This is by far the hardest post I have had to write, mainly as I know that the words I tie together into sentences will do no justice to what I want to tell you about.
Regardless of this I have decided to tell you about Pamela James, my grandmother who died this week at the grand old age of 95. She was my greatest inspiration and I will be forever thankful for the path she put me on. Without question there is a lot of who I am which can be put fully down to granny. She was born and raised in India, she was the reason I chose to travel there for my gap year a decision that shaped who I am as an adult. All that India imparted upon me comes ultimately from her. She wrote everything down, I mean literally everything, without a doubt if blogging was accessible to the computer illiterate lady she was, she would have had a blog so prolific it would have been hourly. She was a food fanatic, a traveller, a mean tennis player, whip smart and the kindest of heart.
The story that I have been most fascinated with is how my grandparents met. During the Second World War they were both posted to Gibraltar, Granny with the WAAF and Grandpa with the RAF. One night the South African Air Force had arranged a dance and both of them went. As legend goes Grandpa was sat amongst his chums when he heard a lady’s footsteps coming up the stairs, he turned to them and said before laying eyes on her, “I am going to marry that woman”. The two of them danced the night away laughing and talking but at the end of the night went their separate ways. Granny thinking she would never hear from him again boarded a short flight to Morocco to enjoy two days leave from work. A little way into the flight the captain comes on the tannoy and announces that a Jimmy James has requested a Pamela Keelan to please look out to the right of the aircraft. Out of the window was my grandpa flying his Hurricane aeroplane wing to wing with the passenger plane she was on. The plane landed and in Granny’s words “I never looked back and loved that man for 55 years until he died.” It is a story so beautiful its enough to make a cold heart warm, isn’t it?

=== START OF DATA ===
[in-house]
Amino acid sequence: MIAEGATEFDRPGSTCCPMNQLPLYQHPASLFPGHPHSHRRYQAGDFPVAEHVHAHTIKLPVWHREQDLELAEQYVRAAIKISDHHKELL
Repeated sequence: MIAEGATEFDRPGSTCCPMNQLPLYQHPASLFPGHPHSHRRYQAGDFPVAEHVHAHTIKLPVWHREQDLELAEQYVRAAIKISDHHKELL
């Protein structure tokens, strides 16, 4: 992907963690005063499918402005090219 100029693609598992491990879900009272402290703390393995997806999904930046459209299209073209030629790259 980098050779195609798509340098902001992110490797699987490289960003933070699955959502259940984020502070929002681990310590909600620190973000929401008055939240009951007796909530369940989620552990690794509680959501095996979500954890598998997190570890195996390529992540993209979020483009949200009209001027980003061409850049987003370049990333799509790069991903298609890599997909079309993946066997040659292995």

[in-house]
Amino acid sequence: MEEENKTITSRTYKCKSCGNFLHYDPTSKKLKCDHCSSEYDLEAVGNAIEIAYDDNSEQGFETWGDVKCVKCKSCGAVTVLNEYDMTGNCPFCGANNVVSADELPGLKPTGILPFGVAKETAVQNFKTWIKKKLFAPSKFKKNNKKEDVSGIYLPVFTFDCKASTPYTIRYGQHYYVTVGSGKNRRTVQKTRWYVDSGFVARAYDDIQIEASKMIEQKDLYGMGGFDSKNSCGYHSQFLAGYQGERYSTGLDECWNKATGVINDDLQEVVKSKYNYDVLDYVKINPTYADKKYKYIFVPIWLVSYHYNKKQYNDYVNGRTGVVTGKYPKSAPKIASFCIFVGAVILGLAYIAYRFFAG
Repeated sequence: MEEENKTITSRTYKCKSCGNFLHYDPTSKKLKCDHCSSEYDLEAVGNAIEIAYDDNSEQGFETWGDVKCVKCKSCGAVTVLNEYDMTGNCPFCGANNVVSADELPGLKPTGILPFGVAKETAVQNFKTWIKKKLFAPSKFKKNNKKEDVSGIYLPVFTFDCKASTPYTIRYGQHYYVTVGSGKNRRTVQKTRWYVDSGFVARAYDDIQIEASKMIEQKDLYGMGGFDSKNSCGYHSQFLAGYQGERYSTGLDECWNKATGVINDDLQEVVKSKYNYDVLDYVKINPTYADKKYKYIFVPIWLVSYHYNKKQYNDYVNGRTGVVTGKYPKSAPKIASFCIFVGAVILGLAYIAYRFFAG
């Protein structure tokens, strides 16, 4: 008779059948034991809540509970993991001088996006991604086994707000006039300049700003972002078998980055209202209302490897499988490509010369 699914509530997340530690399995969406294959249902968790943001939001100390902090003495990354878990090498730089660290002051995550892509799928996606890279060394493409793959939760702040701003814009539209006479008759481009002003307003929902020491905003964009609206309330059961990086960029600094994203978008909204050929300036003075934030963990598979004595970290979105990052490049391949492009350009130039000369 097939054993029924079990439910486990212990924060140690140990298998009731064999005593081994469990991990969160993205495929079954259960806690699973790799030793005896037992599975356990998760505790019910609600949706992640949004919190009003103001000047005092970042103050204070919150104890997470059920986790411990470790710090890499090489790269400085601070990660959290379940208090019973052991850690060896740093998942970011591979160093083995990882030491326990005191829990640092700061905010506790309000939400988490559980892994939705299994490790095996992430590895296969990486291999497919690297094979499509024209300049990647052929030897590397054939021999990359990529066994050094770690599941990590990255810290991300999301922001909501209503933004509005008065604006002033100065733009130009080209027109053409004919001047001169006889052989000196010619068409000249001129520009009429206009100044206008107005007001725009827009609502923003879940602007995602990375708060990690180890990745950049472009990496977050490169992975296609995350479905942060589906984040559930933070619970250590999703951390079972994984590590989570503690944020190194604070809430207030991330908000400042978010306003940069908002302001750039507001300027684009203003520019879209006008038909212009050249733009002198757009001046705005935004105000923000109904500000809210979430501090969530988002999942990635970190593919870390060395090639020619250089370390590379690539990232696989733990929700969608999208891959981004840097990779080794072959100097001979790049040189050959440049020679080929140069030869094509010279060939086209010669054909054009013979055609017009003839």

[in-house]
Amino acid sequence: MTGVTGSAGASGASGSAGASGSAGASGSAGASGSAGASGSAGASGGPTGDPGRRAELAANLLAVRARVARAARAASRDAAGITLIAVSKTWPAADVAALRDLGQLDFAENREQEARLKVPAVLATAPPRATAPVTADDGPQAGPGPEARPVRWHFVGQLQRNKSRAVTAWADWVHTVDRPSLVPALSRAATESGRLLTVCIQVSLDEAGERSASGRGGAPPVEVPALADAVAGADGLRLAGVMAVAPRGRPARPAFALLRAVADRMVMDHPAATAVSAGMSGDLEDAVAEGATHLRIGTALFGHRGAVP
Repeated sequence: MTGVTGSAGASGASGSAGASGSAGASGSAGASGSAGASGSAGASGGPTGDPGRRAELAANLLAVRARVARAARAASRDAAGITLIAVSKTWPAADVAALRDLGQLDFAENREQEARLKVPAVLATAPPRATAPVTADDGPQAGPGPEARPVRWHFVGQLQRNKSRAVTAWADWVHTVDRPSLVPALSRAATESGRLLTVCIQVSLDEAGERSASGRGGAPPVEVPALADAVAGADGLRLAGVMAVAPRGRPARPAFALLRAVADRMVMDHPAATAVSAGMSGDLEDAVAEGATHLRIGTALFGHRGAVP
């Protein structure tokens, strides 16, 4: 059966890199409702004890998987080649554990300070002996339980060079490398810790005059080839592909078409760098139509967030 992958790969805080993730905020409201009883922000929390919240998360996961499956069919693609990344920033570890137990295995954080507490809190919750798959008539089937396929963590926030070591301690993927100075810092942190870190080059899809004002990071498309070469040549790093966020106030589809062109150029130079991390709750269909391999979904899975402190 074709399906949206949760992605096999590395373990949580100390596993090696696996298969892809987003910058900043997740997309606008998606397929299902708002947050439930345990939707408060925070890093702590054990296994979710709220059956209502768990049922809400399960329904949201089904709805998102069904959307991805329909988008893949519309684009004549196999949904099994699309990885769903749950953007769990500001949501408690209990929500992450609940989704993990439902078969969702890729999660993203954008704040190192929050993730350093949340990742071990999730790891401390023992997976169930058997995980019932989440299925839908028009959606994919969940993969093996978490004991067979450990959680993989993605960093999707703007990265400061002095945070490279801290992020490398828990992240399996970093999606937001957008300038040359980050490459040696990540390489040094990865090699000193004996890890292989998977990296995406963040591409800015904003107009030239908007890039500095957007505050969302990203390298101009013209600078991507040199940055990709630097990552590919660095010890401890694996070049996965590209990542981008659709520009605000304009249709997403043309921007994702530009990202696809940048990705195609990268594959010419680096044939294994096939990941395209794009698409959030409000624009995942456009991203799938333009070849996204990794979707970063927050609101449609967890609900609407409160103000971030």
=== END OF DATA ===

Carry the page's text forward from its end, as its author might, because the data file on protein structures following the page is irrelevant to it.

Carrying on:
I decided to actually write about her rather than keeping my loss personal due to a show I saw at the Edinburgh Fringe this weekend. The show was called Grandpa, Hitler and Me and consisted of comedian Luke Toulson telling the story of his Grandfather and Grandmother’s relationship through the letters that they sent to each other during the war dispersed with wit-filled humour and heartfelt sentiment. I found the whole show very cathartic because I have letters sent from Grandpa to Granny and have been reading through some of them this week following her death. Their love, much like my grandparents seems far more epic than any today. Set against the backdrop of war and how the way they talked of love has faded into Hollywood fantasies only. He ended with asking if his grandkid would do a play at the Fringe about the texts he sends to his girlfriend, to which the reply was of course not. Too many swear words, lol’s and mundane mumblings about Tesco shopping lists.
So this is why I am writing through the grief, to encourage everyone to write your life down and to make stories that matter for as I have said before in the end all that remains is the memories we have made. I write because perhaps one day my grandkids will come across this blog and understand a bit of who they are from the random ramblings of their grandpa when he was in his twenties. Hopefully it will make them feel not so alone in who they are.
Finally readers I want to end with a little advice: Hold your family close, my friends, for one day all that will remain will be the void left in their wake and those are the darkest of days.